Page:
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Midcoast senators vote to submit to federal ID law

By Stephen Betts | Apr 06, 2017

Augusta — The Maine Senate voted Thursday to repeal a 10-year-old state law that prohibited the state from participating in the federal Real ID Act of 2005.

The vote was 31-4 for LD 306, which also directs the Maine Secretary of State to conform the application procedure for driver's licenses and state identifications to the federal law.

All three Midcoast state senators -- David Miramant, D-Camden; Dana Dow, R-Waldoboro; and Michael Thibodeau, R-Winterport -- voted for the bill.

According to a Portland Press Herald story, the U.S. Department of Homeland Security said in a letter to state officials last year that if the state is still out of compliance by 2018, Maine travelers will have to provide an alternative form of identification to board a commercial airline flight.

The federal agency said it won’t grant Maine any more extensions to comply with the law, which requires digital photos on licenses, identifications that can be used with facial recognition software, and a database maintained by the state and accessible to federal authorities that includes personal information on residents.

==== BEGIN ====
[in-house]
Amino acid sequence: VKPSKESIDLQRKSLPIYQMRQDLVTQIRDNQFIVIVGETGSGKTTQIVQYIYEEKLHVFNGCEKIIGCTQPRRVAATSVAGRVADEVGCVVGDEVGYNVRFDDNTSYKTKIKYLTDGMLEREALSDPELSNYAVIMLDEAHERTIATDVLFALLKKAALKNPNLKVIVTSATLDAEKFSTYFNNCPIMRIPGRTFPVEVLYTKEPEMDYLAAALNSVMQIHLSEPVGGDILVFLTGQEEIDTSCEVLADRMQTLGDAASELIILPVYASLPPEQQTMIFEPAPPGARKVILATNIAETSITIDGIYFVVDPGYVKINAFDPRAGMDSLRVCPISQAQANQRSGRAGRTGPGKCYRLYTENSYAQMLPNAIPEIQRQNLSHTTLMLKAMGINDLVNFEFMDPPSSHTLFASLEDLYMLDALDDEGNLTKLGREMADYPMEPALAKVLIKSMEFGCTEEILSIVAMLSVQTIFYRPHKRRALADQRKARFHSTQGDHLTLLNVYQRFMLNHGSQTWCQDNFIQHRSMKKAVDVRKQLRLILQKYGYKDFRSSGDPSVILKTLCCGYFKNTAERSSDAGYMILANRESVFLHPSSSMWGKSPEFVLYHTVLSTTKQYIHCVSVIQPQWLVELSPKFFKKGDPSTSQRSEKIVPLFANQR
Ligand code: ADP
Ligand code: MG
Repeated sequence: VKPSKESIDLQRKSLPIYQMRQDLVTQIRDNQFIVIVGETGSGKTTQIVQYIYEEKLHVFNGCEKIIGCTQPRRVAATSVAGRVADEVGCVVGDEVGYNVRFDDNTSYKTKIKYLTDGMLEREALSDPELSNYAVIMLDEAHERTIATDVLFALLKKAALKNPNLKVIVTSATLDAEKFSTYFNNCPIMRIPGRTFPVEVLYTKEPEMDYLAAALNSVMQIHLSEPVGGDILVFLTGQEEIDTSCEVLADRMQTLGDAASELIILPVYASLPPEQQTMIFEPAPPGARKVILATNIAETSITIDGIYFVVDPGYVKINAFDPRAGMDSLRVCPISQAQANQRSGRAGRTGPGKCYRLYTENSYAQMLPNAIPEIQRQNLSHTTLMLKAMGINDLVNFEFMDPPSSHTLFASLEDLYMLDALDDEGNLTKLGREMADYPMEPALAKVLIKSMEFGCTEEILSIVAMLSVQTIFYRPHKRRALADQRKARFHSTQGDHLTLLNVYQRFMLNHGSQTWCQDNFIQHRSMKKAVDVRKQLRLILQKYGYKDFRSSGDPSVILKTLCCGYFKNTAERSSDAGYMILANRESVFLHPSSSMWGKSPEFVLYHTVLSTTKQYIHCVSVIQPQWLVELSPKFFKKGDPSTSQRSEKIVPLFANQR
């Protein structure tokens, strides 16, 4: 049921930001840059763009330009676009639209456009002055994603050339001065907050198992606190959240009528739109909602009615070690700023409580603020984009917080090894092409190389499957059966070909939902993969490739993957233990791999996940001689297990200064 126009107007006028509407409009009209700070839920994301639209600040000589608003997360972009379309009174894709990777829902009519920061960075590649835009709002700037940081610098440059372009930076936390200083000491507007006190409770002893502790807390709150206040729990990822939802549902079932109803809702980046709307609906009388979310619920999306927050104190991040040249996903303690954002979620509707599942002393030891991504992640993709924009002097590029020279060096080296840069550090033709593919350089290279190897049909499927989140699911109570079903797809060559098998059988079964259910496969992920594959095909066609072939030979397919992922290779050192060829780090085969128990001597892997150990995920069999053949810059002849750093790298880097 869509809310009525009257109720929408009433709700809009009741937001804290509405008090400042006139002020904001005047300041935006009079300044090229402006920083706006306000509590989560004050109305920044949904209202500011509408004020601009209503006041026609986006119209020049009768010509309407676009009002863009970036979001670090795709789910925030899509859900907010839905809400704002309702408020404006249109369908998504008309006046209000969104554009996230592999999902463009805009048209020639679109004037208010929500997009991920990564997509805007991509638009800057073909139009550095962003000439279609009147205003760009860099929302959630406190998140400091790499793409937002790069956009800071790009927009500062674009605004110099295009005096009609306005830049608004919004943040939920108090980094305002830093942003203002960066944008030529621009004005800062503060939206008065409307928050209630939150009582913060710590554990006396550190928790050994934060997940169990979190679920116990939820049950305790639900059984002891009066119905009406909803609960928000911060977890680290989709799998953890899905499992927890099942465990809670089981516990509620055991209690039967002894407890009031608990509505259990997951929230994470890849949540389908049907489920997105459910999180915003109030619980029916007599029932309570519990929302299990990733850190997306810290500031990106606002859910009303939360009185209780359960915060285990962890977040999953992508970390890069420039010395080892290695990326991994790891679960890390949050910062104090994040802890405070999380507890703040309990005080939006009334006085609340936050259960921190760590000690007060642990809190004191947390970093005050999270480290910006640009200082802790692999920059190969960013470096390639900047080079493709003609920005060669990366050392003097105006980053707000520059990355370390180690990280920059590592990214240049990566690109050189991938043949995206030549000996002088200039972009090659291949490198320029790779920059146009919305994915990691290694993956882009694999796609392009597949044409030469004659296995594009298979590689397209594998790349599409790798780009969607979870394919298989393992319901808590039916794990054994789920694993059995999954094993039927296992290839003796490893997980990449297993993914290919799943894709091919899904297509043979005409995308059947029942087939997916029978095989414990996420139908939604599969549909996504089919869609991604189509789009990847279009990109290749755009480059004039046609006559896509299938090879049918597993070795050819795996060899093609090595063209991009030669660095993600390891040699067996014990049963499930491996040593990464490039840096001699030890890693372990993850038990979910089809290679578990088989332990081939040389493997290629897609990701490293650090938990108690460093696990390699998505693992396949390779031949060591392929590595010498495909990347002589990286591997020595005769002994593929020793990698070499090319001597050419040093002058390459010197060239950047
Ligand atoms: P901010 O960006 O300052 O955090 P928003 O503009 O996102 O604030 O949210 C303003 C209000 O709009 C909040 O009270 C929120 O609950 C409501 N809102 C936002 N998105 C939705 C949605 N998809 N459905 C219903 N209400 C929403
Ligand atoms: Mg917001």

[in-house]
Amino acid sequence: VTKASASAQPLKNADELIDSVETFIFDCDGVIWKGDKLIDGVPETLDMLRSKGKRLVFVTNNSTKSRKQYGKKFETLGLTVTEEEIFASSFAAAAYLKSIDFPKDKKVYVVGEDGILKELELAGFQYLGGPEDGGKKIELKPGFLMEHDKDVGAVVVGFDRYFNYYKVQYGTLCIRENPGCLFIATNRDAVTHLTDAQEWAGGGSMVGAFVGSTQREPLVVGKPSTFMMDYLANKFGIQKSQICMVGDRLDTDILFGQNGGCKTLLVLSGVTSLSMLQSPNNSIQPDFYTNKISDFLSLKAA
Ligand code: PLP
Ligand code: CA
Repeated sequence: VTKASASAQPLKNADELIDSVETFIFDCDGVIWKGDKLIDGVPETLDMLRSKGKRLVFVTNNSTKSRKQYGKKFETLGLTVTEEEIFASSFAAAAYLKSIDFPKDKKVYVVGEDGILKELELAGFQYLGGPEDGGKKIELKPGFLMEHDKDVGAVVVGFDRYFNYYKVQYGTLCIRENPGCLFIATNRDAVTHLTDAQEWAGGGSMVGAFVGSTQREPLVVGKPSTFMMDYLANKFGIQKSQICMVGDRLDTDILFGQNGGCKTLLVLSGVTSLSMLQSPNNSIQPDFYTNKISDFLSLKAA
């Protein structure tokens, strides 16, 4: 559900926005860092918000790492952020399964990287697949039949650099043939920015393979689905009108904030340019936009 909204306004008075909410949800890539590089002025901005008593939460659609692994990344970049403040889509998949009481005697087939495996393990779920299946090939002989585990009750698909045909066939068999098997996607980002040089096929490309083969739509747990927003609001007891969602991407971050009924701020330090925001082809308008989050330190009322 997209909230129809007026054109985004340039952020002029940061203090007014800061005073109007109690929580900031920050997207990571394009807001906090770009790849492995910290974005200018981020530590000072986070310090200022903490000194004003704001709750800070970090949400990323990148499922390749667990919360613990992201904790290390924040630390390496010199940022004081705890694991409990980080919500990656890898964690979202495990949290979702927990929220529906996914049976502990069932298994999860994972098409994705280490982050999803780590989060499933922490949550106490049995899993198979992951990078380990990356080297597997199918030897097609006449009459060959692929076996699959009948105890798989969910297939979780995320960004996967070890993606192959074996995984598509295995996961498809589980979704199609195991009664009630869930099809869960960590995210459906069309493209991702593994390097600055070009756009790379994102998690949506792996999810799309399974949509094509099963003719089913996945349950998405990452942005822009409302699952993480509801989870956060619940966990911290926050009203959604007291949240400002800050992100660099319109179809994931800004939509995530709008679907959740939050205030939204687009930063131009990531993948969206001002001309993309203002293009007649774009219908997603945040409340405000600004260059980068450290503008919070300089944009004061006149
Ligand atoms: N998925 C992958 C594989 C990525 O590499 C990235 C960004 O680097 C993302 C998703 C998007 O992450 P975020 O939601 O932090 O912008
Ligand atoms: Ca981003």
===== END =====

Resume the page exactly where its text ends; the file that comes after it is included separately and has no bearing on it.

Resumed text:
The federal law also calls for Homeland Security-approved security markings on licenses and identifications and requires the state to collect fingerprints and conduct criminal background checks on state workers involved with issuing licenses or IDs.

Maine is one of five states that Homeland Security has deemed non-compliant and have not been granted extensions. The others are Kentucky, Oklahoma, Pennsylvania and South Carolina.

Information provided to the Legislature's Transportation Committee included a statement from Timothy Doyle, vice president of the Maine Motor Transport Association. Doyle said truckers are reporting that beginning in January they were being turned away from military and other federal facilities if their only identification was a Maine driver's license.

State Sen. Shenna Bellows, D-Manchester, spoke against repealing the 2007 law approved by the Maine Legislature to prohibit the state from complying with the 2005 federal law.

Bellows said it would be madness for the state to spend millions of taxpayer dollars to maintain personal information for 10 years for people who apply for licenses. She said this would create a treasure trove for people looking to steal identifications.

Bellows also said Maine has a proud tradition of protecting the right to privacy. She said California received a federal extension until 2020 to comply with the law. She urged the state to ask for a similar extension.

The House has yet to vote on LD 306.

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Comments (1)
Posted by: Stephen K Carroll | Apr 07, 2017 07:26

Be aware big Brother is watching

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